Studious Red-Tail

A red-tailed hawk flying against a dramatic partly cloudy sky
Red-tailed hawk

Last May, internet observers noticed that an adult female red-tailed hawk nesting on a twelfth floor window ledge on a building at New York University had a swollen foot. Observers were concerned that a USFWS band on the bird's leg was causing the swelling. A team of DEC staff and raptor experts closely watched the bird's behavior and took a number of photographs. The bird appeared to be using her foot well to land on, bear weight, and manipulate food, and the band was not preventing blood flow from reaching the foot. Staff concluded that rather than risk injury to the hawk or its nestling in a capture attempt, they would instead continue to monitor the bird's health and take action only if necessary. Furthermore, images from the previous year demonstrated the swelling was a chronic condition, one which the bird had been successfully dealing with for some time. In June, the hatchling left the nest; in August, the adults visited for the last time. The hawk's foot was still swollen, but she appeared to be doing fine. In late November, the hawk was videotaped in NYC. It now appears to have a fractured leg and its foot has become much worse. Be sure to visit the New York Times website for the latest information on this hawk.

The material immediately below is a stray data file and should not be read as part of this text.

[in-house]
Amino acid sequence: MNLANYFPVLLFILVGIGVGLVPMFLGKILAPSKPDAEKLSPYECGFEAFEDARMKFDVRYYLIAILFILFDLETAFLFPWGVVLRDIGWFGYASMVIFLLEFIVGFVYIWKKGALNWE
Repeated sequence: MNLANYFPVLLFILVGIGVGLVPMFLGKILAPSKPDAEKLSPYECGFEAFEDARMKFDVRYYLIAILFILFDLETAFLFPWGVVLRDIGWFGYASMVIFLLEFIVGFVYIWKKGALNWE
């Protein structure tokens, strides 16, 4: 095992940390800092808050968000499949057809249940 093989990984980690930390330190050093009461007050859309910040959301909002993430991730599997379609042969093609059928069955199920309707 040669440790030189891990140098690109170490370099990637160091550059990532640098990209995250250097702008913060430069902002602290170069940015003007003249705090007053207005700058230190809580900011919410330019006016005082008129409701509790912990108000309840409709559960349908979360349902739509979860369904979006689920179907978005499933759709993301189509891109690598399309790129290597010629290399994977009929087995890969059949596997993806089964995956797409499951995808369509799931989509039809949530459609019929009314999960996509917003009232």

New e-Newsletter

Leaflets is a bi-monthly, online newsletter produced by DEC's Division of Lands and Forests, covering a wide range of topics from recreation opportunities on public land, forest health and updated regulations, to urban forestry workshops. The first two issues cover topics like reforestation projects, an expanded bike trail, giant hogweed, emerald ash borer and the state tree nursery. Learn how to subscribe.

Bird Seed Passes Test

Cardinals and other birds at two bird feeders in winter
(Photo: Frank Knight)

Recent testing by the American Bird Conservancy (ABC), a not-for-profit organization that works to conserve native birds and their habitats, has shown that commercially available bird seed is safe for wild birds. While the results may not be surprising, the tests for pesticide levels were the first of their kind, and resulted from sporadic bird seed contamination incidents. "We wanted to make sure that the isolated problem cases in the past were indeed behind us, and as far as we can tell, that is the case," said Dr. Moira McKernan, Director of ABC's Pesticides and Birds Program. ABC sampled some of the most commonly used seed, testing four different supply sources from across the country, including WalMart, Home Depot, Lowes and Target. Results showed the bird seed was either pesticide-free or contained pesticides at levels too low to threaten bird health. "The bird seed producers seem to be doing a good job of producing a safe product," Moira said. Be sure to visit ABC's website for more information about the study and about American Bird Conservancy.